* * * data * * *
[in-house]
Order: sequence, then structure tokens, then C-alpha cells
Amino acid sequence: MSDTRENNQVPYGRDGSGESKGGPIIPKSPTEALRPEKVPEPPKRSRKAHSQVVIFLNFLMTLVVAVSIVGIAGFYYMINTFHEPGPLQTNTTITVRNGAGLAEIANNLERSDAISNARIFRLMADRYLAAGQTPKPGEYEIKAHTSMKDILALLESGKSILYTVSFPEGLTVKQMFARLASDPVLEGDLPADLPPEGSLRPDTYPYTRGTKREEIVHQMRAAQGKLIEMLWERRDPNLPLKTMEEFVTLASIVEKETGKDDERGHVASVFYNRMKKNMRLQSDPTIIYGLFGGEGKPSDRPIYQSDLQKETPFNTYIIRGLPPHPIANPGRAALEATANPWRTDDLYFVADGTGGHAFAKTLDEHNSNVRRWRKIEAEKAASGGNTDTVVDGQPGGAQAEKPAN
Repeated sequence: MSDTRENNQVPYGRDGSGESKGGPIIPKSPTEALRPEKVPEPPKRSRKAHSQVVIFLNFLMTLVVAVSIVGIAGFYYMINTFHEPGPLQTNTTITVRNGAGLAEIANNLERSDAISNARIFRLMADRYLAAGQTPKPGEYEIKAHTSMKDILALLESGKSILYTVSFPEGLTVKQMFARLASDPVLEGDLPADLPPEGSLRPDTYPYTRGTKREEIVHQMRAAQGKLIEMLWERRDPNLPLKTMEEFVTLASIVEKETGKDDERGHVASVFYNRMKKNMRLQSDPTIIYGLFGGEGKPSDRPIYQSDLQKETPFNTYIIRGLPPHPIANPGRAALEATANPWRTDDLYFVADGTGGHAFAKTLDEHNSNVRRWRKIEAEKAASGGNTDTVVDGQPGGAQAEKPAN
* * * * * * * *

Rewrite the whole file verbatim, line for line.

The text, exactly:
[in-house]
Order: sequence, then structure tokens, then C-alpha cells
Amino acid sequence: MSDTRENNQVPYGRDGSGESKGGPIIPKSPTEALRPEKVPEPPKRSRKAHSQVVIFLNFLMTLVVAVSIVGIAGFYYMINTFHEPGPLQTNTTITVRNGAGLAEIANNLERSDAISNARIFRLMADRYLAAGQTPKPGEYEIKAHTSMKDILALLESGKSILYTVSFPEGLTVKQMFARLASDPVLEGDLPADLPPEGSLRPDTYPYTRGTKREEIVHQMRAAQGKLIEMLWERRDPNLPLKTMEEFVTLASIVEKETGKDDERGHVASVFYNRMKKNMRLQSDPTIIYGLFGGEGKPSDRPIYQSDLQKETPFNTYIIRGLPPHPIANPGRAALEATANPWRTDDLYFVADGTGGHAFAKTLDEHNSNVRRWRKIEAEKAASGGNTDTVVDGQPGGAQAEKPAN
Repeated sequence: MSDTRENNQVPYGRDGSGESKGGPIIPKSPTEALRPEKVPEPPKRSRKAHSQVVIFLNFLMTLVVAVSIVGIAGFYYMINTFHEPGPLQTNTTITVRNGAGLAEIANNLERSDAISNARIFRLMADRYLAAGQTPKPGEYEIKAHTSMKDILALLESGKSILYTVSFPEGLTVKQMFARLASDPVLEGDLPADLPPEGSLRPDTYPYTRGTKREEIVHQMRAAQGKLIEMLWERRDPNLPLKTMEEFVTLASIVEKETGKDDERGHVASVFYNRMKKNMRLQSDPTIIYGLFGGEGKPSDRPIYQSDLQKETPFNTYIIRGLPPHPIANPGRAALEATANPWRTDDLYFVADGTGGHAFAKTLDEHNSNVRRWRKIEAEKAASGGNTDTVVDGQPGGAQAEKPAN